Annuities Enhanced annuities

Enhanced annuities can increase your retirement income by as much as 30%

With most financial products, you get penalised for being in poor health - through higher premiums or a worse deal.

But with annuities, a medical condition can work in your favour, and could boost the amount of income you receive by as much as 50%. These types of annuities are called enhanced, or impaired, annuities.

This guide explains how enhanced annuities work, and the questions you'll need to answer if you think you might qualify for one. 

What is an enhanced annuity?

Enhanced annuities work on the basis that, if you have a medical condition, you'll have a shorter life expectancy than someone in a better state of health. 

Annuity companies see you as someone that they'll have to pay for less time, so compensate you by giving you a higher income, essentially using up your pension fund more quickly by giving you access to more money each year. 

They pay out more each year than standard annuities, on the assumption that they won’t last as long.

Who qualifies for an enhanced annuity?

According to industry figures, around 20% of all annuities sold as enhanced. But industry sources say that 60% of all annuity applicants could qualify for some degree of enhancement – so it’s always worth checking with providers.

The main conditions that qualify for an enhanced annuity are:

  • Smoking
  • Diabetes
  • High blood pressure
  • Heart disease
  • Cancer
  • Kidney failure

Other conditions, such as asthma, high cholesterol, obesity and rheumatoid arthritis also qualify for increased rates, depending on their seriousness.

The uplift you’ll get depends on the seriousness of the condition. For example, multiple heart attacks could get you 31% more income, type 2 diabetes 30% more, asthma 21% more and even being overweight could secure a 15% increase.

Go further: Annuity rates - find out the factors that influence the annuity rate you're offered

How do I qualify for an enhanced annuity?

Your life expectancy will be assessed based on health and lifestyle conditions, using a 'common quotation form'. This ascertains the seriousness of your impairment.

This is normally completed by your adviser and sent to each potential provider. You may have to provide supporting evidence from your doctor in cases of severe illness, but a medical examination is hardly ever required. 

Remember to be completely honest about the degree of your illness. And if your condition deteriorates after the purchase, the amount you receive won’t increase.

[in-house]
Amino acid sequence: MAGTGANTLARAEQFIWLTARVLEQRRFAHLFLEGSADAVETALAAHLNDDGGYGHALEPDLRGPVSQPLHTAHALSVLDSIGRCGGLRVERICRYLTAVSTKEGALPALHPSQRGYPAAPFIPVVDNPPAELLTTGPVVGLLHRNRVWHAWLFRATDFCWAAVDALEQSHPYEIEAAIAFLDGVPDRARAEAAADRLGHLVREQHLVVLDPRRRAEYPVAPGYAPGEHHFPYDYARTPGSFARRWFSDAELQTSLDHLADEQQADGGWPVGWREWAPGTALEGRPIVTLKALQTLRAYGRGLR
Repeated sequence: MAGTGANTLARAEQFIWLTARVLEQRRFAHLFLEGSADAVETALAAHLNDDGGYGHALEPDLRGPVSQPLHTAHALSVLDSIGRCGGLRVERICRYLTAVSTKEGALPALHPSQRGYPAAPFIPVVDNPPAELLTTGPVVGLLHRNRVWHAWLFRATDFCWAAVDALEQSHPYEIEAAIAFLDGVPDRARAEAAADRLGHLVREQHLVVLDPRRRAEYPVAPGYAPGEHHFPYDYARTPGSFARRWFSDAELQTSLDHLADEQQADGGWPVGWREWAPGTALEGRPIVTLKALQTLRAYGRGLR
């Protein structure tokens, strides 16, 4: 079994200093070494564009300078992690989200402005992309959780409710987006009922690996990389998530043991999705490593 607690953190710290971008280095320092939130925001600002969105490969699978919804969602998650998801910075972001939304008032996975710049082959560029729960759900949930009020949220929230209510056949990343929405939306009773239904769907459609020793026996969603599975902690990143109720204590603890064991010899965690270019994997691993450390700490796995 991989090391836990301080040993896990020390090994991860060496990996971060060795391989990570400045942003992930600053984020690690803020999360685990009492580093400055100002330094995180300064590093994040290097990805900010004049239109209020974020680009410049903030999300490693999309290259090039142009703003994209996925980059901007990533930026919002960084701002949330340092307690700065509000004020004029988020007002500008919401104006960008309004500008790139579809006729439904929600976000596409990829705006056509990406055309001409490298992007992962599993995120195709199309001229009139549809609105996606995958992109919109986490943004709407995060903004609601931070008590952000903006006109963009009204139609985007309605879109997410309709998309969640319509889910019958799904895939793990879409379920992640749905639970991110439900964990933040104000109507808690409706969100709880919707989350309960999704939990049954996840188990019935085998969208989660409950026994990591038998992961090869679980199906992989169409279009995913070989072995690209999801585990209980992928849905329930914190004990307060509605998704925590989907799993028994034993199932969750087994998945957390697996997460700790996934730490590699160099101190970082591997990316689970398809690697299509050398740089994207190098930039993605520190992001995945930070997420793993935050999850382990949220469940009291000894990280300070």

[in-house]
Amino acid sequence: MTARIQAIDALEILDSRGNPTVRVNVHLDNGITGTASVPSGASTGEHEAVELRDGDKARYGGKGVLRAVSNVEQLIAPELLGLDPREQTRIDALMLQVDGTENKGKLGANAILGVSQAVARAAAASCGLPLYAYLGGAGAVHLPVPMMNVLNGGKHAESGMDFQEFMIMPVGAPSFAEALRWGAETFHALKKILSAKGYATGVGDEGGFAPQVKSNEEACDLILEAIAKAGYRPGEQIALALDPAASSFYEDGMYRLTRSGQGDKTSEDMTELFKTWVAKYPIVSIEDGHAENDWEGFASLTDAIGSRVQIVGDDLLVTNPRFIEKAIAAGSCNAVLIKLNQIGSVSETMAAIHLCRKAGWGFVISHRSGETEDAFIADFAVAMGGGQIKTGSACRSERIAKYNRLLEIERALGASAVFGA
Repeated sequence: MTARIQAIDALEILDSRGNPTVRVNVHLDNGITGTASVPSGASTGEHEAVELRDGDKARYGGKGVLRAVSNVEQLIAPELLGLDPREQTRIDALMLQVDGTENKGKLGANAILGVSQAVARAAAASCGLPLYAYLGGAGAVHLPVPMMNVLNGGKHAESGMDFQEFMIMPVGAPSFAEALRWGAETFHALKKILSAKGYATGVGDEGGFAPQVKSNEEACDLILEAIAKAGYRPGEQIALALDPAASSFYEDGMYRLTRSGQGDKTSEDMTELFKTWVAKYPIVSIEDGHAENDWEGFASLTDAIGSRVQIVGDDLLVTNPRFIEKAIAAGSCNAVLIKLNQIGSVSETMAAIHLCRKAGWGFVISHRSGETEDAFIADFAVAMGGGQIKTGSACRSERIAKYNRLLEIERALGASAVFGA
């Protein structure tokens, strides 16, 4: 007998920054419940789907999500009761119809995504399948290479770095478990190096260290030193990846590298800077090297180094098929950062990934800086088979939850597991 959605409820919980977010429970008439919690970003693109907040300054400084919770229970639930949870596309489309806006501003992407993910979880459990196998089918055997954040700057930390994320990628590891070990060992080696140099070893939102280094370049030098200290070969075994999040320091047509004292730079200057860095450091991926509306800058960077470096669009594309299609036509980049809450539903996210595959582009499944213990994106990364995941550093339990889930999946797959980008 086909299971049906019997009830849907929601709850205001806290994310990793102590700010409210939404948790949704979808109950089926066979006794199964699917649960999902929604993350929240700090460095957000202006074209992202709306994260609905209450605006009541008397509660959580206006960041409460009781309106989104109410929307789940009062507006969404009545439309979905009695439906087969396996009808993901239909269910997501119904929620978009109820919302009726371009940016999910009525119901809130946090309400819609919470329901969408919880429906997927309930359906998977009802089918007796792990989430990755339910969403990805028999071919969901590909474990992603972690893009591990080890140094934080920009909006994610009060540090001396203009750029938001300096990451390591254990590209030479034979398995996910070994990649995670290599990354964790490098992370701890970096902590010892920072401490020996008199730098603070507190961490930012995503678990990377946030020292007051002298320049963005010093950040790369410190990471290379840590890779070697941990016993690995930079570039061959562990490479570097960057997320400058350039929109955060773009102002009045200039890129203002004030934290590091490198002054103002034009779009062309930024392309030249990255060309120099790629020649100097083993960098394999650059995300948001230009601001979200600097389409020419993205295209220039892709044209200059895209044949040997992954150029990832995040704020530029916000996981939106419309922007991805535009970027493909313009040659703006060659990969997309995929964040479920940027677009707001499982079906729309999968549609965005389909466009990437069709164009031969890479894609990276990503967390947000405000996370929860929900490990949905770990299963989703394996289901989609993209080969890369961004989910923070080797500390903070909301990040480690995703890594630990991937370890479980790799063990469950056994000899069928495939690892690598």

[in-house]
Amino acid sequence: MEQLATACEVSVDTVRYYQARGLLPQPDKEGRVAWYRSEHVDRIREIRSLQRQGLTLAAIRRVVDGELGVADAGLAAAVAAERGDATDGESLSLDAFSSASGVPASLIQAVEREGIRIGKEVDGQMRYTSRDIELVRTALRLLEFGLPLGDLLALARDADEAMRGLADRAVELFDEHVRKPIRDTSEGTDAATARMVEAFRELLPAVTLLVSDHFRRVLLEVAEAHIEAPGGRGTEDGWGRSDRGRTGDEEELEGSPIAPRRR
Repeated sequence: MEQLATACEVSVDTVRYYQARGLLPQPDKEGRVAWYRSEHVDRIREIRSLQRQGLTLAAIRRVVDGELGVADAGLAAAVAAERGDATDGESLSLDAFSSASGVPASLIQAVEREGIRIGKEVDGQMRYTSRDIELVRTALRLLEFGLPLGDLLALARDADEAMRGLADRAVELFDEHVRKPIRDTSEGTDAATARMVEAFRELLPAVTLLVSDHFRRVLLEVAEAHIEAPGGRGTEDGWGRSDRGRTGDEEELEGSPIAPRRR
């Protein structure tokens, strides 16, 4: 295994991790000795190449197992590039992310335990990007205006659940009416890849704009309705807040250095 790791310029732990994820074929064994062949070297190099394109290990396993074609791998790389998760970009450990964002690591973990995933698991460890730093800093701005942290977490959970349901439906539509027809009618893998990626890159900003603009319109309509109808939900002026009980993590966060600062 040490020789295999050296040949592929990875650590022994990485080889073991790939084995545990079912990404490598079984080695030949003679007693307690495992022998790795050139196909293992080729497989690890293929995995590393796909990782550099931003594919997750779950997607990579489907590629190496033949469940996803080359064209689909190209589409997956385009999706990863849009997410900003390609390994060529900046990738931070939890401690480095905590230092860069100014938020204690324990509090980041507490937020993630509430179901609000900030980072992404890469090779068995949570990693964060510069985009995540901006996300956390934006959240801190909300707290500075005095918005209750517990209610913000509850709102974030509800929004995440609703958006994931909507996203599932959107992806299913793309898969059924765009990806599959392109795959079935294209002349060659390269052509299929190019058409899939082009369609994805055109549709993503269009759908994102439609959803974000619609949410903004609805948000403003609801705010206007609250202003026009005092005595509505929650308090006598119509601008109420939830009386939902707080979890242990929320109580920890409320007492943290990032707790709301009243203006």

You can use the checklist below to make sure you get the best enhanced annuity for you.

  • If you have an adviser, they must ask about your health and lifestyle to see whether you're eligible for an enhanced annuity. Make sure you mention this to them. 
  • There isn't a single 'best' provider for everyone, so insist that your adviser contacts every enhanced annuity provider in the market.
  • Be honest. Tell your adviser about your health and lifestyle – hold back, and you could lose out.
  • If your partner smokes or is in poor health, you could still get an enhanced joint income – even if you're a fitness fanatic.
  • You have to complete only one application form, which your adviser will send to all providers. It's unlikely that you'll have to take a medical but you may need a doctor's report.
  • After your adviser has shopped around for enhanced annuities, compare the best quote with the one your pension provider has given you. Then simply pick the one which offers most.

Go further: Buying an annuity - find out the steps you need to take to get the best income in retirement.

Where can I buy an enhanced annuity?

Not all annuity providers offer enhanced annuities, so you should always shop around as many providers as possible if you think you qualify for one.

There are a number of enhanced annuities specialists, such as Partnership and Retirement Advantage.

Additionally, they are provided by mainstream firms such as Aviva, Canada Life, Legal & General, LV=, Scottish Widows and Prudential.

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Last updated:

March 2016

Updated by:

Paul Davies


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